One of the early facts brought fourth by Dr. Louden was that while the terms High German and Low German are often thought to be related to class stature, this is incorrect.  "High" and "Low" refer to the dialects spoken in the higher (geographically) and lower areas of Germany.  He also pointed out that in the time period around 1848, when many of the early settlers began to arrive in this area, Germany technically did not exist.  Bohemia, Austria, and Prussia were some of the areas, or states, that comprised what we now consider to be Germany.  Many other smaller states such as Schleswig and Holstein were also in the mix. The term "German" actually referred more to the language and the peoples who spoke it than it did to a particular country, state, or area.

In addition to discussing the German language and it's dialects, Dr. Louden also took a moment to comment on the supposed German custom of hiding a pickle (ornament) on the Christmas Tree. "i spend time in Germany each year and have tried to discover how that "tradition" started, but no one in Germany seems to know anything about it," related Dr. Louden, adding, "It seems to be more American than German although in the area of Pomerania (now part of Poland) people are reputed to have a passion for pickling various foods, so maybe there is a link there."

Prior to Dr. Louden's presentation, the business end of the Annual Meeting was conducted.  2014 Annual Meeting minutes were approved and Jerry Hallstrom (3 yr.); Dick Greim (3 yr.); Kay Nett (3 yr.); and Carol Wordell (3 yr.) were all re-elected to NHHS Board  of Directors terms.  Grace Flora was nominated for and subsequently elected to a two year Board term.

Thanks for your interest in the New Holstein Historical Society

Thanks for visiting the New Holstein Historical Society's website. Our website continues to change as information and features are added to the website in an attempt to present a useful, comprehensive and centralized source for New Holstein's history and the activities that celebrate that history.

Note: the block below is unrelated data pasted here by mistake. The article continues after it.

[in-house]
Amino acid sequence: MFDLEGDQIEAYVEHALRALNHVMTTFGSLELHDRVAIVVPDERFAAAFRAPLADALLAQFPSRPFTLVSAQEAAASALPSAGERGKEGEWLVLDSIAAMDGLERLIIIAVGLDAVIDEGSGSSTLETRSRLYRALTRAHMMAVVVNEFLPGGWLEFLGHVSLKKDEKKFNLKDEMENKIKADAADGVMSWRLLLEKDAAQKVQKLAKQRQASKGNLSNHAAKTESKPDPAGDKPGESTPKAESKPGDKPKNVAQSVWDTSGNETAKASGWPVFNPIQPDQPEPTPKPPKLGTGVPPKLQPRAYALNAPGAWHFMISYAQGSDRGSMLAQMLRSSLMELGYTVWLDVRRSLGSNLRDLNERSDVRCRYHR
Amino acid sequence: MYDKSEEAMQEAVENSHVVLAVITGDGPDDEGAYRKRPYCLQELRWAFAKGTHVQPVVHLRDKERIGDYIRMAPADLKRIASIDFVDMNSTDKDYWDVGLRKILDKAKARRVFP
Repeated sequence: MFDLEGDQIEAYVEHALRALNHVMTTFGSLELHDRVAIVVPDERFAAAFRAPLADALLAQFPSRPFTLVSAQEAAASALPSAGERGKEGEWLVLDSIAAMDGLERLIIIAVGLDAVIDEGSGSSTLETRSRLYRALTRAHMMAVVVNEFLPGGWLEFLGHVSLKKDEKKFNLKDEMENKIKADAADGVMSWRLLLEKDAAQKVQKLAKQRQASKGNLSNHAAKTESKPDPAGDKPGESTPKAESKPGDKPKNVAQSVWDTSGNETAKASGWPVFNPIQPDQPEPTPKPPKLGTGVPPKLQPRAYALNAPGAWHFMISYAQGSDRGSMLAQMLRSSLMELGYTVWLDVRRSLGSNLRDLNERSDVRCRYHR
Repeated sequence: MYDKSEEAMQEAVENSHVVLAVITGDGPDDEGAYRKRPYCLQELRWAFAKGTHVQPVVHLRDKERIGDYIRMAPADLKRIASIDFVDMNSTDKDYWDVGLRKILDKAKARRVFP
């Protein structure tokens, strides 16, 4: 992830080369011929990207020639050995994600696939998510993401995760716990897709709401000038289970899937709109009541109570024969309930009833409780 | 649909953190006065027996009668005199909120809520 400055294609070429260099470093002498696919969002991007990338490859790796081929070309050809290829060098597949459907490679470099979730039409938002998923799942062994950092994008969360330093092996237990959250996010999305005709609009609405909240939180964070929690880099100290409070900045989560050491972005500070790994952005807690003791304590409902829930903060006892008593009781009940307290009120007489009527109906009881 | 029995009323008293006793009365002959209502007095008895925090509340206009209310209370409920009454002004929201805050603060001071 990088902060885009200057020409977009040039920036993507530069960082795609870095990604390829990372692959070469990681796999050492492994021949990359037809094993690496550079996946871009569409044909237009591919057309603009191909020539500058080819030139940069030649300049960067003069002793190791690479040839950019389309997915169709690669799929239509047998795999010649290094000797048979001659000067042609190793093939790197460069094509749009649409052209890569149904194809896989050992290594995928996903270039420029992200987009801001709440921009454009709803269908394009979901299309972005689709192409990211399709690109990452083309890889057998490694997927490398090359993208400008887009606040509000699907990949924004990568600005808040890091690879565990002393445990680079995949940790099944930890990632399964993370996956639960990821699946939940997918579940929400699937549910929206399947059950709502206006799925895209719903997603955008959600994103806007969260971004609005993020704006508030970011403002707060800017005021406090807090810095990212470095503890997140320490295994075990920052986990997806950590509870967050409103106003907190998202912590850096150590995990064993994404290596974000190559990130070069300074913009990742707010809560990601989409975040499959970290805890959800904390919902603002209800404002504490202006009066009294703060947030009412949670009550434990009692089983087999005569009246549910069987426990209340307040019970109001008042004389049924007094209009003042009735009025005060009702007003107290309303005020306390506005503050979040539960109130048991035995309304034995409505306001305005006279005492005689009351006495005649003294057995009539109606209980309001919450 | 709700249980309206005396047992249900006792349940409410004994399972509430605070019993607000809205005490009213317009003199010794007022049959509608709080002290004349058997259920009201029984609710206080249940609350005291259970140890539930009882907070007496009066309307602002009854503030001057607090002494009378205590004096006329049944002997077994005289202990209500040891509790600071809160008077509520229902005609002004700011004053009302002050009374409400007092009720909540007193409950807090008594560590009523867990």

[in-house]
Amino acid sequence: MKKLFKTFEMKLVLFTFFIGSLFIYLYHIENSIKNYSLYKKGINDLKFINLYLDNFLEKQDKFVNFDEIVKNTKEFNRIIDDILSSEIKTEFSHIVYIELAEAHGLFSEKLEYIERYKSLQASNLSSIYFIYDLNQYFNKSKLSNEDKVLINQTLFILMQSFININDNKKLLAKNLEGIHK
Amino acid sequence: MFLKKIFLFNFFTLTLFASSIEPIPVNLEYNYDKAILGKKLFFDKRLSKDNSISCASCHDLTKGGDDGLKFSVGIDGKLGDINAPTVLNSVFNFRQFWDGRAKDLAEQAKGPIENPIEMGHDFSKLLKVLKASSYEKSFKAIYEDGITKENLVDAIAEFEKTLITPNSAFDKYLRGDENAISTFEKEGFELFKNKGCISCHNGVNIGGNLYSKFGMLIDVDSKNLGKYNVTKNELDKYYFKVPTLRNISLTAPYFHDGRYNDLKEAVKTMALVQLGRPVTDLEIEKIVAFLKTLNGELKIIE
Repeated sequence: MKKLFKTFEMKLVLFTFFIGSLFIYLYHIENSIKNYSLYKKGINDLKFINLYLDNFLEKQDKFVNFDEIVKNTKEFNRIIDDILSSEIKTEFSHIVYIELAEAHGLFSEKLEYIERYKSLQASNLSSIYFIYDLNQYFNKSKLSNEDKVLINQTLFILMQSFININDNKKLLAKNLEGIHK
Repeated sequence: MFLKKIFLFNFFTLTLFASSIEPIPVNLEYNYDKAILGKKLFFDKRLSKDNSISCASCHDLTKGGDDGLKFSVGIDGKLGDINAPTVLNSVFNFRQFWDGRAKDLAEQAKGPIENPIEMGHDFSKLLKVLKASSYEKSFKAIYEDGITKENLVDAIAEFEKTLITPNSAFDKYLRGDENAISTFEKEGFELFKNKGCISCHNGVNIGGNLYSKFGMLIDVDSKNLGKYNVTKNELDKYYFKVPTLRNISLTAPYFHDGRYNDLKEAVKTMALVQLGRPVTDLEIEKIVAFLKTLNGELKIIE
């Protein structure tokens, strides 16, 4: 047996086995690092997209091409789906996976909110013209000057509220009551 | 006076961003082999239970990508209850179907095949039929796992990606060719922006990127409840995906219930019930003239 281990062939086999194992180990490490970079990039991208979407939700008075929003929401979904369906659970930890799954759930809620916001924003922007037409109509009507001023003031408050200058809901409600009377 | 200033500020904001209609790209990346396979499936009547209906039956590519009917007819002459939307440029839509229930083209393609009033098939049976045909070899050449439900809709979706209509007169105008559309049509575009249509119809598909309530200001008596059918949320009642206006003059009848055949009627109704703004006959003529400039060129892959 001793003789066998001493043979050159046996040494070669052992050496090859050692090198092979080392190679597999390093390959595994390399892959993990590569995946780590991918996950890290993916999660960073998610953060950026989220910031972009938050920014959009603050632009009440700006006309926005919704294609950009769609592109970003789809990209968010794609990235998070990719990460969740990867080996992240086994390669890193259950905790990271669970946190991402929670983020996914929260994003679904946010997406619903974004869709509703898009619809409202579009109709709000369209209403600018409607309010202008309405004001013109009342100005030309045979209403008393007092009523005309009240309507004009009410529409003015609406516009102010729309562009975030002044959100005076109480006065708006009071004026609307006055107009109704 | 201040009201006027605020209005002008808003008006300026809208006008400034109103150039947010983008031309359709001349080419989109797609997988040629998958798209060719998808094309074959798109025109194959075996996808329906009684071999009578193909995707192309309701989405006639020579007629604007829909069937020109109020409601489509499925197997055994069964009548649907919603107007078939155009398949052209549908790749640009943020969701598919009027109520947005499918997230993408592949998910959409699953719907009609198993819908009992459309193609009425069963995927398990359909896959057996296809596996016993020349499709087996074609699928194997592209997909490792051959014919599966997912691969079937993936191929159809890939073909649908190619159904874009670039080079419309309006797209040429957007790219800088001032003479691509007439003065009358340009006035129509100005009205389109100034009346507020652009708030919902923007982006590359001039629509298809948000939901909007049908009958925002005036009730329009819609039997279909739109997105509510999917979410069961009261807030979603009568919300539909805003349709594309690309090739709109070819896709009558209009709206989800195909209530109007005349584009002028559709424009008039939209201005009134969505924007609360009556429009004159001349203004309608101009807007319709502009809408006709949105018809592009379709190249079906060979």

Our Society, formed in 1961, owns two facilities. The Pioneer Corner Museum houses a variety of collections that highlight the history of New Holstein and its surrounding areas. There is always something new at the Pioneer since we add new displays, exhibits and vignettes each year. One visit is never enough!

The Timm House Historic Site represents a time period of from 1898 - 1905. The total restoration of the property (interior and exterior) was completed in 2007 at a cost of $1.25 million. The Society is sincerely greatful to The Jeffris Family Foundation for a $562,000 matching grant. Without this help the project would never have been completed and the home would have been lost.

Please explore our website and enjoy the articles and information that you will find.

Hours
The Timm House is open from 1 to 4 PM on Saturdays and Sundays from the first weekend of May through the last weekend of October.  It is also open for the Timm House Christmas in December.  Exact dates and times for the Timm House Christmas appear elsewhere on this website.

The Pioneer Corner Museum is open from 1 to 4 PM  on Saturdays and Sundays from the first weekend of May through the final weekend of October.

Please note that tours are available at other times by calling 920-898-5746 or emailing: tethiessen@frontier.com Thanks for your support. We are always interested in hearing your recommendations, comments and suggestions, so please feel free to share them.